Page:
If I had been asked as a young teenager who my hero was, I would have answered instantly that it was John F. Kennedy. I was as besotted as every other young American with the Beatles—Please, Please Me, their debut album, was released in March of 1963—and with a thousand other pop acts. I knew my movie stars too and knew who my favorite baseball players were. (Mrs. D’Antona, for the record, was not just my fifth grade teacher, but at the very beginning of her teacher career also Whitey Ford’s, a detail I for some reason seem never to tire of mentioning.)  But I also understood the difference between a celebrity and a hero. I would have loved to have had really good seats to see the Beatles at Shea Stadium in 1965. I would have loved to have been present when the Yankees won the World Series in 1961 or 1962, or even when they lost in 1963 or 1964.But I didn’t really want to be a Beatle or a Yankee. I wanted to be like John Kennedy, whom I admired as the paragon of every virtue I hoped someday to emulate.  Clearly, I didn’t know the whole story. I was, after all, a child. I certainly hadn’t heard any talk of the president’s marital infidelity. I had a child’s understanding of the world, of politics, of what it really meant to win a presidential election. (I doubt I even knew that Kennedy won the popular vote in 1960 by a mere two-tenths of one percent.) But even as a child I knew  a hero when I saw one, someone who didn’t earn his fame by singing well or playing a game well but by exemplifying what then seemed to be as the finest virtues to which anyone could aspire.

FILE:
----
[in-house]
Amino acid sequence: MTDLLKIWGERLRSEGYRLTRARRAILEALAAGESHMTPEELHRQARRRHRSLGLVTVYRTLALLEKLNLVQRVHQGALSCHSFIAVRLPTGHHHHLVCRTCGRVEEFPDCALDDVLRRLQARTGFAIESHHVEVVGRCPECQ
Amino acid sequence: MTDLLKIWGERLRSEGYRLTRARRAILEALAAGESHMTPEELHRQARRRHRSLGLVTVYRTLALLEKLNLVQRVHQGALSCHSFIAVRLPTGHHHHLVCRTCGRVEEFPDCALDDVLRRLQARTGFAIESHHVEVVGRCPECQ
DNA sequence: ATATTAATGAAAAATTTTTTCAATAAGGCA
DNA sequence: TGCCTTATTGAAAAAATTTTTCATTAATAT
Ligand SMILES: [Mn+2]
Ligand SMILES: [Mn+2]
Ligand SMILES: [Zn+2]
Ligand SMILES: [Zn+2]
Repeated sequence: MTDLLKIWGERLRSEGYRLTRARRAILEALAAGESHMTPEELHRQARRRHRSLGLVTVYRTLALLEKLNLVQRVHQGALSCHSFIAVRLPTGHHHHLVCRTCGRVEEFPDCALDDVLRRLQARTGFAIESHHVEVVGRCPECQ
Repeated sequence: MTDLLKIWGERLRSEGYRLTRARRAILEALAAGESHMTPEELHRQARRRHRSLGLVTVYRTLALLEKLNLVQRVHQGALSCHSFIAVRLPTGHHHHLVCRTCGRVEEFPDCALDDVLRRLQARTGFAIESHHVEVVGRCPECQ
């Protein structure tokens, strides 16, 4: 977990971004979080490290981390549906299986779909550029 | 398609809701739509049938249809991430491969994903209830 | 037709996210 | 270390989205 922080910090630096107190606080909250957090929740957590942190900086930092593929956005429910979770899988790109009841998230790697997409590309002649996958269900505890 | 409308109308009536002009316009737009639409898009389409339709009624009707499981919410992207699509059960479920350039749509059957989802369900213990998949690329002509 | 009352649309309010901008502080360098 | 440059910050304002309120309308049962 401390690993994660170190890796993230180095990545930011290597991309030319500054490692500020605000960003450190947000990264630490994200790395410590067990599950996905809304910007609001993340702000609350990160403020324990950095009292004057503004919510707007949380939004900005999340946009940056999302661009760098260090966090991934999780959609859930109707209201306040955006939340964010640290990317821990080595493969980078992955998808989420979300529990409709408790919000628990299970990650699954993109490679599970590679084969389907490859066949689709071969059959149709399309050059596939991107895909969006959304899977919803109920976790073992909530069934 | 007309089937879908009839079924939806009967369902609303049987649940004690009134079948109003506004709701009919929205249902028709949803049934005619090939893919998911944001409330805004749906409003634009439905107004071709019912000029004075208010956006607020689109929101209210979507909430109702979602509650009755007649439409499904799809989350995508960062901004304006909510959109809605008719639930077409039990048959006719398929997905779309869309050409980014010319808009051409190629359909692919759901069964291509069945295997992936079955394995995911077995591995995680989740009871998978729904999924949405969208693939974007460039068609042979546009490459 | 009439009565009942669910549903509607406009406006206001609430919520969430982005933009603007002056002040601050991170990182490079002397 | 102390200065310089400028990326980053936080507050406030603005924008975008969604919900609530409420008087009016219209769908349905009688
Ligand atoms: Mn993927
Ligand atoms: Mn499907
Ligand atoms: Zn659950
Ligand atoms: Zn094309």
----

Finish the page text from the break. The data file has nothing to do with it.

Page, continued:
By the time I became a bar-mitzvah, the universe had changed dramatically. I grew up. America itself grew up. As we made our way forward, the Kennedy years became recalled as Camelot. We learned all sorts of unsavory details about the past, some of which seriously altered the way we now understood things we had once recalled entirely differently. But the part, at least for me, that remained and remains unchanged is the concept of the hero, of it being worthy to look up to someone like John Kennedy who is someone to emulate not because of his good looks or his wealth but because he himself is a profile in courage…that concept of having a hero and wanting to become better and finer so as more closely to resemble that specific person—that is what I believe our country has lost in the half-century that now separates us from those awful days in November all those many years ago. I would like to think we could conceivably re-discover and re-embrace that specific concept of heroism. It would be a good thing for our country, and it would be a particularly good thing for our children. 

Thursday, November 14, 2013

Circumcision in Europe